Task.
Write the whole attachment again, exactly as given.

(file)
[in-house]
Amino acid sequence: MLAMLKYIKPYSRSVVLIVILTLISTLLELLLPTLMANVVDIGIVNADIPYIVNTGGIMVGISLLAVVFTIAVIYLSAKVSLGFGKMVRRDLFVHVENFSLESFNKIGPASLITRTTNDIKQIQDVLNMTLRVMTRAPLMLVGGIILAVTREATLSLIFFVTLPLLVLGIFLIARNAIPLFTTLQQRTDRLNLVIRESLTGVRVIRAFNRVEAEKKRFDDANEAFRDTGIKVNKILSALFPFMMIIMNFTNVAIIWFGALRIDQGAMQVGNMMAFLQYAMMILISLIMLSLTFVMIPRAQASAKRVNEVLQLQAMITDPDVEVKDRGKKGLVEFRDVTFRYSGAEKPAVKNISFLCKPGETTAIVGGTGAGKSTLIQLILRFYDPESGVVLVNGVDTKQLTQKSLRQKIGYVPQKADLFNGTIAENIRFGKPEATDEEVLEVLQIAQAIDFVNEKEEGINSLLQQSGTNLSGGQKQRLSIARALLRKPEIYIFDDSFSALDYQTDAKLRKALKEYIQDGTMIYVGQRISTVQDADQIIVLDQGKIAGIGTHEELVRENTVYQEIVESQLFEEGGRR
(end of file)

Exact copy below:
[in-house]
Amino acid sequence: MLAMLKYIKPYSRSVVLIVILTLISTLLELLLPTLMANVVDIGIVNADIPYIVNTGGIMVGISLLAVVFTIAVIYLSAKVSLGFGKMVRRDLFVHVENFSLESFNKIGPASLITRTTNDIKQIQDVLNMTLRVMTRAPLMLVGGIILAVTREATLSLIFFVTLPLLVLGIFLIARNAIPLFTTLQQRTDRLNLVIRESLTGVRVIRAFNRVEAEKKRFDDANEAFRDTGIKVNKILSALFPFMMIIMNFTNVAIIWFGALRIDQGAMQVGNMMAFLQYAMMILISLIMLSLTFVMIPRAQASAKRVNEVLQLQAMITDPDVEVKDRGKKGLVEFRDVTFRYSGAEKPAVKNISFLCKPGETTAIVGGTGAGKSTLIQLILRFYDPESGVVLVNGVDTKQLTQKSLRQKIGYVPQKADLFNGTIAENIRFGKPEATDEEVLEVLQIAQAIDFVNEKEEGINSLLQQSGTNLSGGQKQRLSIARALLRKPEIYIFDDSFSALDYQTDAKLRKALKEYIQDGTMIYVGQRISTVQDADQIIVLDQGKIAGIGTHEELVRENTVYQEIVESQLFEEGGRR